Studies suggest that high LDL cholesterol (the bad kind) is a more accurate risk factor for male heart attack than for female. A more accurate risk factor for women than high HDL alone is thought to be high triglycerides combined with low HDL levels.

Ways to lower HDL – the Bad Cholesterol – Reduce saturated and trans fat intake and increase regular exercise. Vegans who eat no animal products have lower HDL cholesterol levels thought to be because they avoid animal products and include a surfeit of anti-oxidant and fiber rich fruit and veg.

While much of the conventional medical establishment says that 190 to 210 mg/dL of total cholesterol is a healthy heart diet goal, other more nutritionally focused doctors disagree. Some advise 150 mg/dL , if you want to eliminate the risk of cardiovascular disease or try to stop or reverse your existing arthrosclerosis.

Dr.  Caldwell Esselstyn, Jr   promotes these lower  levels on the basis that

  1. they prevail in populations in which heart disease is extremely rare; and
  2. a significant number of people eating a Western diet whose levels are within the conventional range for healthy suffer heart attack or stroke.

Esselstyn explains that to achieve these lower 150 mg/dL cholesterol levels, people must limit overall fat intake to 10% of total calories (as opposed to 30% as the US government suggests and the 35% that Americans average). This can be achieved by eliminating all animal products from the diet and relying exclusively on plants for food.

For more on Dr. Esselstyn’s work, read Prevent and Reverse Heart Disease.

Heart healthy diet Secrets - Low Density Lipoprotein (LDL) cholesterol – prevents CAD because it transports triglycerides (a type of blood fat) from the blood to the liver where they can be metabolized and not clog arteries. Omega 6 and Omega 3 oils along with soluble fiber found abundantly in most fruit and veg can increase LDL cholesterol levels.

Heart Healthy Diet Risk Factor # 4: High Blood Triglycerides – arise from an excess of saturated fats or too many high glycemic refined foods on the menu. High levels of triglycerides in the blood can attach to artery walls and contribute to arthrosclerosis. While conventional medicine says fasting triglyceride levels of up to 149 mg/dL are okay; other experts say fewer are ideal. In fact, those with fasting blood triglycerides levels of less than 104 mg/dL have a 48% lesser risk of CAD than those with levels between 105 and 170 mg/dL; and a 94% lesser risk than those with a fasting blood triglyceride level over 170 mg/dL.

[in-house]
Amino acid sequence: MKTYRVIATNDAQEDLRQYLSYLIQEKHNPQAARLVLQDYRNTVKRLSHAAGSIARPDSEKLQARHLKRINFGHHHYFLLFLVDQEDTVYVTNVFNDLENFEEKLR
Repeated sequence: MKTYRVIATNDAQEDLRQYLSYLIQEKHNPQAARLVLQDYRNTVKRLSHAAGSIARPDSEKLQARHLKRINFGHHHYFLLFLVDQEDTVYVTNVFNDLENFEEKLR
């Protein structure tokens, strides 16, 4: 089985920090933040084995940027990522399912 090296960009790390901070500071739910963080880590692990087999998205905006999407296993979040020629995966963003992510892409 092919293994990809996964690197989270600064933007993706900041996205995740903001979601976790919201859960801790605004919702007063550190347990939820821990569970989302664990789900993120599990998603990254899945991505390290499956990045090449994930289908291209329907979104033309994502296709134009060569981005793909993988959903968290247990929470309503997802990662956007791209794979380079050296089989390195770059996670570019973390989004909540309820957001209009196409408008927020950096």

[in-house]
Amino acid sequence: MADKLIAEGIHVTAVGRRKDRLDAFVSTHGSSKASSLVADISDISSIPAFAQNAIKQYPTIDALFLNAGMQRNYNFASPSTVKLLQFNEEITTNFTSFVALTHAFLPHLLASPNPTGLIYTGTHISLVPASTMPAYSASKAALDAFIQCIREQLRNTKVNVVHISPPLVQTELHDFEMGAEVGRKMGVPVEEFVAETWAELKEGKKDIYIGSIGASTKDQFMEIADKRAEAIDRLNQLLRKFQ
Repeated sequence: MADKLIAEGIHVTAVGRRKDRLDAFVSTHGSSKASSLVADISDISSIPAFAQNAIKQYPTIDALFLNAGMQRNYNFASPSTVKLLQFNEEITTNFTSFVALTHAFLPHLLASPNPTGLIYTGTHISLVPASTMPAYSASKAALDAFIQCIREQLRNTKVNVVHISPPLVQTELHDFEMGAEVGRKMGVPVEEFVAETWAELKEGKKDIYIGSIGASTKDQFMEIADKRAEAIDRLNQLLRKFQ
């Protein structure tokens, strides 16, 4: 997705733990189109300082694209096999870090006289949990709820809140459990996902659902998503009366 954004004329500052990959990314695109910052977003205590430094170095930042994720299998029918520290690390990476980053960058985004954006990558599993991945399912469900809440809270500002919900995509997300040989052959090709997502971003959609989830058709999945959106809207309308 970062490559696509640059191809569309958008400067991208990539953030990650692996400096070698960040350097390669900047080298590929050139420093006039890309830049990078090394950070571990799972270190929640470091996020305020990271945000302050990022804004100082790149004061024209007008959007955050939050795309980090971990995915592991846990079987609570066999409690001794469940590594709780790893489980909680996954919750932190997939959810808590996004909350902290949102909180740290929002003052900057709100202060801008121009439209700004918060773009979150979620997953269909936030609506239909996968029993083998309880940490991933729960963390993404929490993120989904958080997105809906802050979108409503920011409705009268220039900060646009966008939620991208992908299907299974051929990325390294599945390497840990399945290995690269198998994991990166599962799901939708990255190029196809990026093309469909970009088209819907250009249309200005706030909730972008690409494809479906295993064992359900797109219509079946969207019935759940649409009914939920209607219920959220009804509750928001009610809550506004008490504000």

High Triglycerides and other Health Risks Elevated levels are associated with higher risk of not only heart attack, stroke, and metabolic syndrome, but pancreatitis, dementia and chronic inflammation among other conditions. Triglycerides are clearly something to keep in check for reasons in addition to a heart healthy diet.

While certain triglyceride lowering drugs are available, diet can effectively lower triglycerides as well:

  1. Reduce Saturated Fat predominately found in animal products including  all meat and dairy by eating low fat versions of the above or substituting plant foods.
  2. Avoid refined grains and sugars – these convert readily into triglycerides in the blood. Instead aim for less processed or refined foods without added sugars.
  3. Fish oil supplements containing EPA and DHA.  Studies have found these Omega 3s have a powerful cardio-protective effect.
  4. Green tea; grapes including those in red wine and grape seed; dark chocolate – contain procyanidins that include catechins and other flavonoids. These contribute to lower triglyceride levels among other heart benefits.
  5. NiacinVitamin B3. Some people experience a harmless flushing. If this is the case, take a non-flush version.
  6. A low glycemic diet - Substitute complex carbohydrates from whole grains like oats and whole wheat for refined carbs and sugar and most processed foods.